1. Open your file manager or sFTP of choice.
  2. Navigate to your website’s directory.
  3. Open your .htaccess file or create a new one.
  4. Modify the contents of your .htaccess file to include your CORS directives and save.
Header set Access-Control-Allow-Origin: https://example.com

For NGINX users, enabling CORS is done using the Headers core module.

add_header Access-Control-Allow-Origin https://example.com

Reference: https://www.w3.org/wiki/CORS_Enabled

How to enable CORS on WordPress

If you’re a WordPress user, you can easily set CORS policies via WP functions. Linguinecode has a great post you can refer to about how to enable CORS on your WordPress REST API. I’ve summarized those details for you below.

Here are the steps you’ll need to take to enable CORS for your WordPress REST API.

1. Set up your header CORS function

Add the following code to your functions.php file.


function initCors( $value ) {
$origin_url = '*';

// Check if it's production environment
if (ENVIRONMENT === 'production') {
$origin_url = 'hxxps://yourwordpresssite[.]com';

header( 'Access-Control-Allow-Origin: ' . $origin_url );
header( 'Access-Control-Allow-Methods: GET' );
header( 'Access-Control-Allow-Credentials: true' );
return $value;

Be sure to modify hxxps://yourwordpresssite[.]com to your own live domain. This example will check if your environment is in production mode. If yes, it will change the $origin_url value to your live domain.

2. Enable your CORS function

Next, add in the following action rest_api_init. This is added directly below the initCors function we just created.


// ... initCors function

add_action( 'rest_api_init', function() {

  remove_filter( 'rest_pre_serve_request', 'rest_send_cors_headers' );

  add_filter( 'rest_pre_serve_request', initCors);

}, 15 );

3. Allow multiple origin support

If you want to toss in multiple origin support, create an array of allowed origins like this.

// ... initCors function

function initCors( $value ) {
  $origin = get_http_origin();
  $allowed_origins = [ 'site1.exampledomain.com', 'site2.exampledomain.com', 'localhost:3000' ];

  if ( $origin && in_array( $origin, $allowed_origins ) ) {
    header( 'Access-Control-Allow-Origin: ' . esc_url_raw( $origin ) );
    header( 'Access-Control-Allow-Methods: GET' );
    header( 'Access-Control-Allow-Credentials: true' );

  return $value;

How do I avoid using CORS?

Dealing with CORS can add a layer of complexity to your set up.

If you really need to, you can always sidestep CORS by adding a proxy between your web server and API, which makes requests appear to come and go from the same domain. However, this should only be used as a temporary solution in your development process.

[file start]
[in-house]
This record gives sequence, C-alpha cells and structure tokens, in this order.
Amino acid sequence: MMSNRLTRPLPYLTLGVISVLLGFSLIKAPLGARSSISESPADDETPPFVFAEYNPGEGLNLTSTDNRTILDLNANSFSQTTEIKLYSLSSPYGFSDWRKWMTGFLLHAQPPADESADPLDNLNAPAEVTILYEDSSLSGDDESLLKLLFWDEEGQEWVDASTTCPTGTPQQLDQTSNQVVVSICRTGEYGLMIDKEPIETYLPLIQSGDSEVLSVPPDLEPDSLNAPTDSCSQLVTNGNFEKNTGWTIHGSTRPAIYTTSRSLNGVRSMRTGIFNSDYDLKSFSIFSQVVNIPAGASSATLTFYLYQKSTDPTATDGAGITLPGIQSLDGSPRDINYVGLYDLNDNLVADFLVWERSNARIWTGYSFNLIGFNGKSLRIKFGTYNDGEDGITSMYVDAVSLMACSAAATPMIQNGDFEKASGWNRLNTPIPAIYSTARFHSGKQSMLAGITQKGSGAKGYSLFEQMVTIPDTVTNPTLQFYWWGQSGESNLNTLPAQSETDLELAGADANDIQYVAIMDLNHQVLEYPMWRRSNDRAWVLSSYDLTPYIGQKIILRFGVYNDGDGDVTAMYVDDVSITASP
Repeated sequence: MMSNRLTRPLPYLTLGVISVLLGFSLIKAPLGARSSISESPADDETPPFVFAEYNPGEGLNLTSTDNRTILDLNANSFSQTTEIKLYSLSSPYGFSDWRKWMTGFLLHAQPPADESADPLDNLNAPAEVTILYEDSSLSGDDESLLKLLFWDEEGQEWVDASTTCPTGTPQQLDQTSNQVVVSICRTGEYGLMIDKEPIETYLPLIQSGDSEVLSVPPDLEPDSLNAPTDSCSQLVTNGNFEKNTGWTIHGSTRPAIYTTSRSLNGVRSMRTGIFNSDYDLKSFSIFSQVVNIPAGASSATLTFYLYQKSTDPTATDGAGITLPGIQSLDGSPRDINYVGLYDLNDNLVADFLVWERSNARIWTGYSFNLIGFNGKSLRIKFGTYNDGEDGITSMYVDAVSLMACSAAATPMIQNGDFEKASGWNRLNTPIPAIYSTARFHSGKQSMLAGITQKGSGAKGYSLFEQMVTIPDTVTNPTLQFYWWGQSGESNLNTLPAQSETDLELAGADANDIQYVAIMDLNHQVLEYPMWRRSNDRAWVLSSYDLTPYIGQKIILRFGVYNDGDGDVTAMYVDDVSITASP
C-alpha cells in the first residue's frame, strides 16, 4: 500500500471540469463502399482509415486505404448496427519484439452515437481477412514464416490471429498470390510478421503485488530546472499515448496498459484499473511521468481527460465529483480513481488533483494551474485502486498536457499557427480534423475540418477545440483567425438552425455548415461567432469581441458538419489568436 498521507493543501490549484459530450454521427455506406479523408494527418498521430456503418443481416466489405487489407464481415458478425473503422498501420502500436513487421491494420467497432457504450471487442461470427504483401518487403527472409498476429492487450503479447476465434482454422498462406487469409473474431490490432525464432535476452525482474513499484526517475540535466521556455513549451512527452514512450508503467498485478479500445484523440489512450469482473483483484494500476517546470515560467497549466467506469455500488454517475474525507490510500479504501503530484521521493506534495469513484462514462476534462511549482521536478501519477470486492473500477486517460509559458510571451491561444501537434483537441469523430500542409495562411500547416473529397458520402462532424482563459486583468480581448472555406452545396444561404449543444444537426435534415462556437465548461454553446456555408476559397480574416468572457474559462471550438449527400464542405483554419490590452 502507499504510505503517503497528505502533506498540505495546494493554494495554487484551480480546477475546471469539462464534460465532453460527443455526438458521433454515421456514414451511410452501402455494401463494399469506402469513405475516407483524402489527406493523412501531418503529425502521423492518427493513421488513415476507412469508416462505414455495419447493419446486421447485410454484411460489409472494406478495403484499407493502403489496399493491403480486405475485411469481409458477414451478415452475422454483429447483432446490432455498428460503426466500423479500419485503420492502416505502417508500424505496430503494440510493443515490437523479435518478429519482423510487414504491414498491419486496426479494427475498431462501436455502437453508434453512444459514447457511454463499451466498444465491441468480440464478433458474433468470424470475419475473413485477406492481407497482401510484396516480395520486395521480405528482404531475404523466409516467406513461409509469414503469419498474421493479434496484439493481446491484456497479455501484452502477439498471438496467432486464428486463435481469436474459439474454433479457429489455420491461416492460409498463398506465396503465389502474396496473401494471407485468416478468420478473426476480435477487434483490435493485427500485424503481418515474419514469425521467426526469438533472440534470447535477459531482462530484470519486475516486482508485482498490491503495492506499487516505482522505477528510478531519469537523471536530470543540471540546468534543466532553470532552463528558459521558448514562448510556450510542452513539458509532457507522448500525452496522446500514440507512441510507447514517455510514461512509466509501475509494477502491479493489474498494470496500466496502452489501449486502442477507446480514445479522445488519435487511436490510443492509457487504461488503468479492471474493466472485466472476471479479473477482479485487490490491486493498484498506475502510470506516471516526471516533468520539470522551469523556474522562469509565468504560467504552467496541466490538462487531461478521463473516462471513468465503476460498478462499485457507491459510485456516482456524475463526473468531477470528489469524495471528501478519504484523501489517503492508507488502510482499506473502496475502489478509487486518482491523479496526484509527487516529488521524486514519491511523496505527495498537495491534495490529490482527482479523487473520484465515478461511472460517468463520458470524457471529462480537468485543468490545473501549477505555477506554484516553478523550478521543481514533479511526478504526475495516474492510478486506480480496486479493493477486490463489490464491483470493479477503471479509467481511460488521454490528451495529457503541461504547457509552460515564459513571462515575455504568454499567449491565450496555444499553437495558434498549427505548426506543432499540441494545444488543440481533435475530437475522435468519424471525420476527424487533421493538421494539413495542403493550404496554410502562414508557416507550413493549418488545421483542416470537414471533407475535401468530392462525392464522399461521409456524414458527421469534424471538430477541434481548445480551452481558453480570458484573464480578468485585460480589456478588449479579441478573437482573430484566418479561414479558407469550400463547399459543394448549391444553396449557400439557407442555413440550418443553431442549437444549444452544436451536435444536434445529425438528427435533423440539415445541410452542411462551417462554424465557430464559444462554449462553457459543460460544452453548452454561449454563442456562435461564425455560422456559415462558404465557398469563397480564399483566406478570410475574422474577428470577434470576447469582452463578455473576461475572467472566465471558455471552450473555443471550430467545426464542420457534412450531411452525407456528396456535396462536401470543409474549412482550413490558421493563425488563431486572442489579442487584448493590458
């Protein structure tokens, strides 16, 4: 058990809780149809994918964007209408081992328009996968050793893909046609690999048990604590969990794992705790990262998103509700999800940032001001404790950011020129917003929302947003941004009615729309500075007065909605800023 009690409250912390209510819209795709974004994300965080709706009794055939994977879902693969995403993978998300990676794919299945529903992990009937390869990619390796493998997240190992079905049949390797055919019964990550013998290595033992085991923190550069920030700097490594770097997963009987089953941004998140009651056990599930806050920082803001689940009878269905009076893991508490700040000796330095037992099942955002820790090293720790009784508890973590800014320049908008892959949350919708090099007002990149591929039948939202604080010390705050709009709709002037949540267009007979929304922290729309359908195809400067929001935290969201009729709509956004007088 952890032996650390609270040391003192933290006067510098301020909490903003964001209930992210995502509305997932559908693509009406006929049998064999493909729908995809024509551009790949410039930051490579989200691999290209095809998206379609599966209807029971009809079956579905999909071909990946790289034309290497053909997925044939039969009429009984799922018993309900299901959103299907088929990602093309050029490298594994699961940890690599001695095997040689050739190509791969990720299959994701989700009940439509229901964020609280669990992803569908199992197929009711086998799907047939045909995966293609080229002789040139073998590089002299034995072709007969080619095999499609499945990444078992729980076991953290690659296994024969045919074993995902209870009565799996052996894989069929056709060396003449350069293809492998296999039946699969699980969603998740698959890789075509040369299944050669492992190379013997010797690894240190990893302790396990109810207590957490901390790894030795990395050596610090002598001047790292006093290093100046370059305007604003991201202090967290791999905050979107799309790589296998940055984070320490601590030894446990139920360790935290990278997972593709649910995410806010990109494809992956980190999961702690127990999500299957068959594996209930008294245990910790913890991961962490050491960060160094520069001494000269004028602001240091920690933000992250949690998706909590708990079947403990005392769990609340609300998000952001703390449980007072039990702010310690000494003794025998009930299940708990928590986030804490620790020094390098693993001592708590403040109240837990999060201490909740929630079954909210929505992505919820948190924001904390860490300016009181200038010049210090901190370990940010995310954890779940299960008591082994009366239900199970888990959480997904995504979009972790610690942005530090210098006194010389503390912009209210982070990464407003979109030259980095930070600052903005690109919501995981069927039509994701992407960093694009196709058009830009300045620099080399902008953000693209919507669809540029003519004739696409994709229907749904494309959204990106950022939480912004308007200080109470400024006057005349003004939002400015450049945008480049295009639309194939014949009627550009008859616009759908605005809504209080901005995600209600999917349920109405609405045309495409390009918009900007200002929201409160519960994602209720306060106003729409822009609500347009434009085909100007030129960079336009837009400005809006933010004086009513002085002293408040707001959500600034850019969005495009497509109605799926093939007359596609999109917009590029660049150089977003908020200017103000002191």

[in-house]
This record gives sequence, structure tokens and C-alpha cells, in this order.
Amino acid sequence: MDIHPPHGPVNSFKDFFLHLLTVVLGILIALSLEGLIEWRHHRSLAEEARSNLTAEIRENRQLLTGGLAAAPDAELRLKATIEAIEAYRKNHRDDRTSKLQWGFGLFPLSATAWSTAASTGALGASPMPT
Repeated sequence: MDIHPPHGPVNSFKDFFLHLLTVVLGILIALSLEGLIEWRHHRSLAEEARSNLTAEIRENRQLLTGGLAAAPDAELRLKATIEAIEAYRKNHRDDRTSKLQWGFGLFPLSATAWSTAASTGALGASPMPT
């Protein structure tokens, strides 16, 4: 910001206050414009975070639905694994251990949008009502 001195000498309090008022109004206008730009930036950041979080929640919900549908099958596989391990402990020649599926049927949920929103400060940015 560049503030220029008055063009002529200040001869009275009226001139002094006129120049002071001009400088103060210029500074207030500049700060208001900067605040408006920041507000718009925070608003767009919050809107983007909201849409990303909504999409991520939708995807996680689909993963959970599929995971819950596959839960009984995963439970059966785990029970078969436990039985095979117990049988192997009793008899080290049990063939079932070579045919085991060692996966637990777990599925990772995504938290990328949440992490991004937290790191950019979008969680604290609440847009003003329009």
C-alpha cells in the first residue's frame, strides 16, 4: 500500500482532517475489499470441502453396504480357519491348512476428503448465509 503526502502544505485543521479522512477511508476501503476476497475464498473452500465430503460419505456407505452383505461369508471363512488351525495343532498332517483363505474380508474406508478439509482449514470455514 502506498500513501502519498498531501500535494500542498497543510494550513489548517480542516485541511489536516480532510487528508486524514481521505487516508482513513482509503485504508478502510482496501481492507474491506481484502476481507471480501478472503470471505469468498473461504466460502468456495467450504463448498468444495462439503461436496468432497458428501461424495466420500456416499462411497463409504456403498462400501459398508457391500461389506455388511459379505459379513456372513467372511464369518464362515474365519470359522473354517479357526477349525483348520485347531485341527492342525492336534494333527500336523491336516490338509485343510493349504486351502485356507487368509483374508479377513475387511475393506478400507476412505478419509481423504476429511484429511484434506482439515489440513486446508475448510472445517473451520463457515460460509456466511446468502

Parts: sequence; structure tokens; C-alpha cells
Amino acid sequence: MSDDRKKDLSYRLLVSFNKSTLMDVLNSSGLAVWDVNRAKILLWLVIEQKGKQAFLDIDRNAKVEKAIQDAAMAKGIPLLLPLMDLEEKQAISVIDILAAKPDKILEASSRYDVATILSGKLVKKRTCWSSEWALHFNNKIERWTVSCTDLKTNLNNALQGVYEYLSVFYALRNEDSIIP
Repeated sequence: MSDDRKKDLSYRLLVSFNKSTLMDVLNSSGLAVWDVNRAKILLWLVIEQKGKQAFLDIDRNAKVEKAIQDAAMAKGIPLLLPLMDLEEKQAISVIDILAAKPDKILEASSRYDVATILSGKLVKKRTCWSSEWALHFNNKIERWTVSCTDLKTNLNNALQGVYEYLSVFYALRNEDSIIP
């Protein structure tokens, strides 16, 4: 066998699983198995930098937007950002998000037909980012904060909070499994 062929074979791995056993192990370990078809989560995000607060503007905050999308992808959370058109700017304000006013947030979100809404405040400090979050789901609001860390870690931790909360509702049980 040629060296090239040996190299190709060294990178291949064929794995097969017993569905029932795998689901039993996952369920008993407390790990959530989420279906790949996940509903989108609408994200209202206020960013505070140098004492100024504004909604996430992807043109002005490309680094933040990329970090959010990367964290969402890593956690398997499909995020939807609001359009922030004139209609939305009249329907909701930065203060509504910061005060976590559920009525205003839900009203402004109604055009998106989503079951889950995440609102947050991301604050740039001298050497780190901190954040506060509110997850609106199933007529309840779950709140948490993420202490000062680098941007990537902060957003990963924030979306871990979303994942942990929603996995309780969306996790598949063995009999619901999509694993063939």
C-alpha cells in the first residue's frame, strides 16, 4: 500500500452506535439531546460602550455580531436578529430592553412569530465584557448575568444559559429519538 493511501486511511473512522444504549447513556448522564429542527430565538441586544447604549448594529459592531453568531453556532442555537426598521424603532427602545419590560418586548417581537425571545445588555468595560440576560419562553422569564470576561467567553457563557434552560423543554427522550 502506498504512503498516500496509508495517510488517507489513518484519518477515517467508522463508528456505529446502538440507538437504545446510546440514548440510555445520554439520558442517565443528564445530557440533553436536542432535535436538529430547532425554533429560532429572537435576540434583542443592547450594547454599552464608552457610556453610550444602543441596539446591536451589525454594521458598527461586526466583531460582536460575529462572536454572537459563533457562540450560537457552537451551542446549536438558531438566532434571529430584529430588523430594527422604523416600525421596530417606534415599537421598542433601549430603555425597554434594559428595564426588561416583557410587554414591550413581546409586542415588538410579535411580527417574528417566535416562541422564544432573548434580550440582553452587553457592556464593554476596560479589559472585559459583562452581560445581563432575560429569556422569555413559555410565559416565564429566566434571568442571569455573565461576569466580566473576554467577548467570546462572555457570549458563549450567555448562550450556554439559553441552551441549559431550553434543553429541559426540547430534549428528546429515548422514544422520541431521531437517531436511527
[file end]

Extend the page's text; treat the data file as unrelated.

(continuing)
Website security with CORS

CORS is a way to enhance the client-side protection of your web application, but it can never be used as the only defense layer.

Keep in mind that CORS does not prevent or protect against attacks like cross-site scripting. If misconfigured, CORS can even make your website vulnerable to attacks. It’s not difficult for an attacker to directly forge a request from any trusted origin, so you’ll want to implement server-side security policies — even if they do exactly what CORS is intended to.

Best practices dictate that you don’t use a wildcard to allow every script that loads to contact a resource. Validate all access control request headers against the appropriate access lists. Since the internet is chock full of misconfigurations in parsing methods and bad regex that may potentially leave websites exposed to attack, proper implementation can result in trial and error until you get it right. Try a simple but secure string comparison against an array of trusted values to mitigate risk.

And remember — website security and protection is all about employing as many layers of defense as possible. You’ll want to look at the breadth of your attack surface and apply as many layers of defense as possible to protect your website and applications. Consider any measures needed to satisfy PCI compliance requirements or make it easy to virtually patch against known software vulnerabilities. You may also want to define and enforce access control policies and restrict unauthorized access.

On the road to a secure website, a website firewall is a must nowadays. Sign up for a free 30-day trial of the Sucuri Website Firewall to get started.

You May Also Like